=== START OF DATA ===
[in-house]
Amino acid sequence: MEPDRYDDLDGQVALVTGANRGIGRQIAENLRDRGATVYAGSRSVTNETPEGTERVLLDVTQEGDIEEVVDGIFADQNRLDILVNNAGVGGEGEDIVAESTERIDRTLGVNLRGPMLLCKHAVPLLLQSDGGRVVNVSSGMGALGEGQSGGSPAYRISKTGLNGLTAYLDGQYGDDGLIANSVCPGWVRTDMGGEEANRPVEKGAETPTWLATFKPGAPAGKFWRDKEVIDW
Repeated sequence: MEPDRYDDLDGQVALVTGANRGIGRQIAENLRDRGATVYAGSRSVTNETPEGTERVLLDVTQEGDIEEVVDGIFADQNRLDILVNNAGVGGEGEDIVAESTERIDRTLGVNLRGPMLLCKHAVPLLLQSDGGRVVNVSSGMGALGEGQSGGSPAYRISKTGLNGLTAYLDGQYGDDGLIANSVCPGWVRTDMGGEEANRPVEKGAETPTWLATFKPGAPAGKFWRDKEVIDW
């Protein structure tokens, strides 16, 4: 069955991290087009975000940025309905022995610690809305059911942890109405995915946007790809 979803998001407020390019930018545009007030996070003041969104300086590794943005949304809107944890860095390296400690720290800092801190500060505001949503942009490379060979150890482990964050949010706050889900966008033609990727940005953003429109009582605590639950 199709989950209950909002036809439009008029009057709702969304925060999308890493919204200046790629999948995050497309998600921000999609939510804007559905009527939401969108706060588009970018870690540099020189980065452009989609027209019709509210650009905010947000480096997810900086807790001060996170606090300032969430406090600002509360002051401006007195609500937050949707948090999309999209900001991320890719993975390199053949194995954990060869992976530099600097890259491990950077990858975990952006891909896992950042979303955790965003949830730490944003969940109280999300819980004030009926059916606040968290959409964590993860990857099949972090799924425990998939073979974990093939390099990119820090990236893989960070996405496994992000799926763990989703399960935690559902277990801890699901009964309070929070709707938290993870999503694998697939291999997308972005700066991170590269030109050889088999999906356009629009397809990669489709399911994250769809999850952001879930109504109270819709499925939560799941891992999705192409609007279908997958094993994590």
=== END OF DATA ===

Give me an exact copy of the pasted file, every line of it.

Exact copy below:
[in-house]
Amino acid sequence: MEPDRYDDLDGQVALVTGANRGIGRQIAENLRDRGATVYAGSRSVTNETPEGTERVLLDVTQEGDIEEVVDGIFADQNRLDILVNNAGVGGEGEDIVAESTERIDRTLGVNLRGPMLLCKHAVPLLLQSDGGRVVNVSSGMGALGEGQSGGSPAYRISKTGLNGLTAYLDGQYGDDGLIANSVCPGWVRTDMGGEEANRPVEKGAETPTWLATFKPGAPAGKFWRDKEVIDW
Repeated sequence: MEPDRYDDLDGQVALVTGANRGIGRQIAENLRDRGATVYAGSRSVTNETPEGTERVLLDVTQEGDIEEVVDGIFADQNRLDILVNNAGVGGEGEDIVAESTERIDRTLGVNLRGPMLLCKHAVPLLLQSDGGRVVNVSSGMGALGEGQSGGSPAYRISKTGLNGLTAYLDGQYGDDGLIANSVCPGWVRTDMGGEEANRPVEKGAETPTWLATFKPGAPAGKFWRDKEVIDW
């Protein structure tokens, strides 16, 4: 069955991290087009975000940025309905022995610690809305059911942890109405995915946007790809 979803998001407020390019930018545009007030996070003041969104300086590794943005949304809107944890860095390296400690720290800092801190500060505001949503942009490379060979150890482990964050949010706050889900966008033609990727940005953003429109009582605590639950 199709989950209950909002036809439009008029009057709702969304925060999308890493919204200046790629999948995050497309998600921000999609939510804007559905009527939401969108706060588009970018870690540099020189980065452009989609027209019709509210650009905010947000480096997810900086807790001060996170606090300032969430406090600002509360002051401006007195609500937050949707948090999309999209900001991320890719993975390199053949194995954990060869992976530099600097890259491990950077990858975990952006891909896992950042979303955790965003949830730490944003969940109280999300819980004030009926059916606040968290959409964590993860990857099949972090799924425990998939073979974990093939390099990119820090990236893989960070996405496994992000799926763990989703399960935690559902277990801890699901009964309070929070709707938290993870999503694998697939291999997308972005700066991170590269030109050889088999999906356009629009397809990669489709399911994250769809999850952001879930109504109270819709499925939560799941891992999705192409609007279908997958094993994590």